During the last weekend of August, we took off on a quick weekend trip to Louisville and to Mammoth Cave National Park. It was one week after the grand North American eclipse (Kentucky was in the path of totality) and the weekend before Labor Day, so it was great timing to get a decent place to stay at the national park and a reservation for a Wild Cave tour.

We were able to score an early direct flight to Louisville on Saturday morning and immediately jumped in the car to head south to Mammoth Cave. The goal was to make it there in time for the Historic Tour that afternoon. Β The drive was fairly straightforward and takes about an hour and a half with no stops.

However, we did stop for lunch in Glendale, KY at a restaurant called The Whistle Stop. The restaurant was a short hop off of the highway and it is known for home cooking (like this pot roast that I ordered) and its famous pies! We absolutely could not and would not leave until we tried the pie.

This mile-high chocolate cream pie was pretty spectacular, although it was sweet enough to make your teeth hurt.

With full bellies, we hopped back on the road and headed toward Mammoth Cave. we were lucky enough to get a reservation for one of the ten historic cottages on the property – booked via the Lodge at Mammoth Cave. These cottages are fully furnished, air conditioned, and are within short walking distance to the Lodge and to the cave entrances.

The first tour of the weekend was a two-hour, two mile Historic Tour. The group meets near the Visitors Center and enters the cave system through the Historic Entrance.

Sturdy shoes are best since you are on your feet for a few hours, but it is not a difficult walk other than a few sets of stairs. If you are short on time, then the Historic Tour gives a nice highlight reel of the history of the cave system and its place in the surrounding area and in history.

However, the crown jewel of our weekend trip was the Wild Cave tour that was happening the next day. This six-hour, six mile tour is not for the faint of heart. We met our two Wild Cave tour guides and about ten other cavers (Wild Cave tours are capped at 14 people total) at the front of the Visitors Center. Once the guides checked our footwear – only “real” hiking boots are allowed, something with good tread and good ankle stability – then we were loaded onto the bus to get outfitted for the tour.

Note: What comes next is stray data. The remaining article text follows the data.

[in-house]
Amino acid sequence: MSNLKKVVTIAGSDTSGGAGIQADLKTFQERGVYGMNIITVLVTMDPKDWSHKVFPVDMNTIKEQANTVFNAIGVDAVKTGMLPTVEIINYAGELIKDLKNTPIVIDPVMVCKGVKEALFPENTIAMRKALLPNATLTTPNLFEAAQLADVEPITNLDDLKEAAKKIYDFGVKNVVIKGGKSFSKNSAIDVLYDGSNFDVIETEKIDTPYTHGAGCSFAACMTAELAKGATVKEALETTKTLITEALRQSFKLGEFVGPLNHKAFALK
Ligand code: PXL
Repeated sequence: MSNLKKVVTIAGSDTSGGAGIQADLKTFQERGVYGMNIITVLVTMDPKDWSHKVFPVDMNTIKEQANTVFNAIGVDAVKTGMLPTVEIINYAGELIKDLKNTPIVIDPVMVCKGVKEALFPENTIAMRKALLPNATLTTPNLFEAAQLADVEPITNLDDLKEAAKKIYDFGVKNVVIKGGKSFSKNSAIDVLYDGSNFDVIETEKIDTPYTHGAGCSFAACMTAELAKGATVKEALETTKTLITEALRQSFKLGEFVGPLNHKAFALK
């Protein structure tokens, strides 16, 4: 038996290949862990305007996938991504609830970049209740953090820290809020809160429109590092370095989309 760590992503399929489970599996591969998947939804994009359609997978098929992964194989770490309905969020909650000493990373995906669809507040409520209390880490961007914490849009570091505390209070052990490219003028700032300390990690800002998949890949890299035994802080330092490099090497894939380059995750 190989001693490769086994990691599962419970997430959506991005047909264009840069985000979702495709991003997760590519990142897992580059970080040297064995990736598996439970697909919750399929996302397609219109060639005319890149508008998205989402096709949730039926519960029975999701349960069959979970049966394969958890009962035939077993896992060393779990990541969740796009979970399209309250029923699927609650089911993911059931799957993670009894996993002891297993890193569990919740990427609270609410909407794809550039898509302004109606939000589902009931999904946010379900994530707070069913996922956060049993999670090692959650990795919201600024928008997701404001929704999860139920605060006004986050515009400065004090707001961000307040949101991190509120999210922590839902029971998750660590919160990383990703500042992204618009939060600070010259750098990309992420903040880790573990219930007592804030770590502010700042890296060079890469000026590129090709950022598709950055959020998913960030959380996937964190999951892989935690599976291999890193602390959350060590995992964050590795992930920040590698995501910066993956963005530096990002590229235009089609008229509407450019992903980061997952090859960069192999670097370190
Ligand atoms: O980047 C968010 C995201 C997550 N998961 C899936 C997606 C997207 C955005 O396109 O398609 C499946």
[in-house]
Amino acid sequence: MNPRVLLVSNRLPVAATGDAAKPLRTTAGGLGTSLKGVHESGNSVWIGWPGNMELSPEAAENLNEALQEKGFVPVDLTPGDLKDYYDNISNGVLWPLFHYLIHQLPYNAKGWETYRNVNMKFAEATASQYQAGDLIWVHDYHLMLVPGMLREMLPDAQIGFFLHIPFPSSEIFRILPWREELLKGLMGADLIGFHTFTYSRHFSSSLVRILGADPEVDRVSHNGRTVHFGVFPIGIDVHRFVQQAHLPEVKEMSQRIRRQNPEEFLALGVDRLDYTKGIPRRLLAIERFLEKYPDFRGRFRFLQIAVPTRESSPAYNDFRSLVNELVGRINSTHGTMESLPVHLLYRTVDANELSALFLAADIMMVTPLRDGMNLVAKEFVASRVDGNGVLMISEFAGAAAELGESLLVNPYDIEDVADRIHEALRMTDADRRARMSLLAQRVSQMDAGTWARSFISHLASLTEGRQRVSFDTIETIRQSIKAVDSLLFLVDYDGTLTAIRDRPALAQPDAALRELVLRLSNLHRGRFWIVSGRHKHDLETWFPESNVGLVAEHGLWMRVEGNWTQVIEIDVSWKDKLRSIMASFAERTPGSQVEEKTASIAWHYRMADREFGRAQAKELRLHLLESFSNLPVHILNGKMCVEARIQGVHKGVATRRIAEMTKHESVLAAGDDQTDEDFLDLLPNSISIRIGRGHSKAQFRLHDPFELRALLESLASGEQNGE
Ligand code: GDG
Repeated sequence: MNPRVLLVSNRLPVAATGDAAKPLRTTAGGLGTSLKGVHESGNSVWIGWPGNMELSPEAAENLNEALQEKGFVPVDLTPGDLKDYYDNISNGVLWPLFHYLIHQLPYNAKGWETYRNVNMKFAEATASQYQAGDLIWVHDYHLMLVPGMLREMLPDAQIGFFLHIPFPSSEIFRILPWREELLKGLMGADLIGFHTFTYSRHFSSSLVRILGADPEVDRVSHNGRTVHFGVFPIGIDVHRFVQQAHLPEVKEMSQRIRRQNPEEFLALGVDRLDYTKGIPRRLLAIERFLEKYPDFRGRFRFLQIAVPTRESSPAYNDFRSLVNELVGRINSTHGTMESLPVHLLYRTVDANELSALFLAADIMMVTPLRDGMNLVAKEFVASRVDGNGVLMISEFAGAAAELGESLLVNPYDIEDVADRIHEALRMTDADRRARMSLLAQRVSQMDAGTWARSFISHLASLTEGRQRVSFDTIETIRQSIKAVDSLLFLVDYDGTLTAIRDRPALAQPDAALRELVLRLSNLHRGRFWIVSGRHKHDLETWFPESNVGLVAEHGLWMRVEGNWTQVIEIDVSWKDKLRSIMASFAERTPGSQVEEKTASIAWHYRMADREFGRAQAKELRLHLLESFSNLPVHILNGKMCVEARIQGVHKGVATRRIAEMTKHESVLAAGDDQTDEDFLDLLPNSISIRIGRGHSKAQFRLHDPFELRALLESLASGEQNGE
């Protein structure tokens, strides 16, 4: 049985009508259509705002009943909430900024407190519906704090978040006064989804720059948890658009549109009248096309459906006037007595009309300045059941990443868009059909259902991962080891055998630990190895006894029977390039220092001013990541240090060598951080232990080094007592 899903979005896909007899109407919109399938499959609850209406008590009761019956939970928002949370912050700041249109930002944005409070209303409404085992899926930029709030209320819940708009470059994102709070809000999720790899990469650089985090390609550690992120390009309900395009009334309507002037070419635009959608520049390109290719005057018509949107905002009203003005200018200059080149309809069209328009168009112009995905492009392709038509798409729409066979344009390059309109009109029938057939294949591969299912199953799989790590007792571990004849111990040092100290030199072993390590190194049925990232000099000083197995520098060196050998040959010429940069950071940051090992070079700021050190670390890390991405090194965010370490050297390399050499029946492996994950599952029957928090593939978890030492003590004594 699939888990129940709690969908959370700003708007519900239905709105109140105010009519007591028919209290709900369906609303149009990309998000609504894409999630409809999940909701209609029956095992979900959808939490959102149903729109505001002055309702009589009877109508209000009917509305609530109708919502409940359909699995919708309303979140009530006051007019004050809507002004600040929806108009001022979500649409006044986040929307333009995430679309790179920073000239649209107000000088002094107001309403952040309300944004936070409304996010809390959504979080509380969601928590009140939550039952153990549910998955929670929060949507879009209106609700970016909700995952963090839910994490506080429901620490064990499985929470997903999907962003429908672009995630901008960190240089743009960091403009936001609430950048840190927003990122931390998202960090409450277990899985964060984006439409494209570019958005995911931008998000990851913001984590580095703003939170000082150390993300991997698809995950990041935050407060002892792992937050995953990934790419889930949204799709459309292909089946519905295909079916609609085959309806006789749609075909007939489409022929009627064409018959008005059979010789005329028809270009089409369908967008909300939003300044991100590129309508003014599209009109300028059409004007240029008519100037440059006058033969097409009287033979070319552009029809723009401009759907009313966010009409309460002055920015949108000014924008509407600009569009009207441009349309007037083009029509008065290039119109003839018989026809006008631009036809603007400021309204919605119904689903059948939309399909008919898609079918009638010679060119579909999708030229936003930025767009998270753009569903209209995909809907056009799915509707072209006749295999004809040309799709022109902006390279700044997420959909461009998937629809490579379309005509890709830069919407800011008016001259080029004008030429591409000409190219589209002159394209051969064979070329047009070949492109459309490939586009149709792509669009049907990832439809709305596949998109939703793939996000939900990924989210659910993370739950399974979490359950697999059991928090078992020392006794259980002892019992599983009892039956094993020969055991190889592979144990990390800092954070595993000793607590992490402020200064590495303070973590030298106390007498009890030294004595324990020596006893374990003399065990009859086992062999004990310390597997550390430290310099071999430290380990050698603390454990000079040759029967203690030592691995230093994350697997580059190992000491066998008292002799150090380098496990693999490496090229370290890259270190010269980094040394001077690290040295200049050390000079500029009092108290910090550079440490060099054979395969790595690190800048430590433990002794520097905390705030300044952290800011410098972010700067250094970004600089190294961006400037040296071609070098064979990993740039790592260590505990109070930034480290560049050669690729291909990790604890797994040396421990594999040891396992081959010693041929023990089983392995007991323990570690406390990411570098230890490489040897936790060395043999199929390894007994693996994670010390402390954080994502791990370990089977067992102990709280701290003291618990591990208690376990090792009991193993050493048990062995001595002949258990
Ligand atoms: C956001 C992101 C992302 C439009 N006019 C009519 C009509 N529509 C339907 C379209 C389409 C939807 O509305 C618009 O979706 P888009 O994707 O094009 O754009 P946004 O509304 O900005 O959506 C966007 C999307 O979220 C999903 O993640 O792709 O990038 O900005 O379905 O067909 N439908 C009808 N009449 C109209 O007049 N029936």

On the bus to the Wild Cave Tour
Here we are on the bus on the way to get outfitted for the tour. One of our guides is seen here with some of the gear – a head wrap and a jumpsuit. The jumpsuit keeps you as clean as possible as you are crawling through dirt and fine silt in the cave system. The head wrap keeps the sweat off your face and serves as a cushion for the helmet and head lamp combo on your head.

Once we were outfitted, we got back on the bus to get to the cave entrance. We were advised to leave our electronics behind since the fine silt in the caves will wreak havoc, plus we would be crawling through some very, VERY tight spaces and that even the thickness of a phone would make a difference. Of course, I thought this was an exaggeration but it was not.

All I can say is that the description of the Wild Cave tour offered by the National Park Service is correct: “Hand and knee crawling [and] belly crawls as tight as 9″ through small cave passages off traditional walking tour routes. Visitors are required to perform several freehold climbs up or down ten-foot cave walls.” There was also one spot where you had to haul yourself up through a vertical hole with only a few hand- or footholds to help you. There is also one spot where the passage is so low that you can’t lift your head; you must turn your neck sideways to see what is ahead of you.

All in all, I highly recommend the Wild Cave tour at Mammoth Cave. It will scare you and challenge you, and will make for some great vacation memories.

To see our photos from the trip, go to the album now.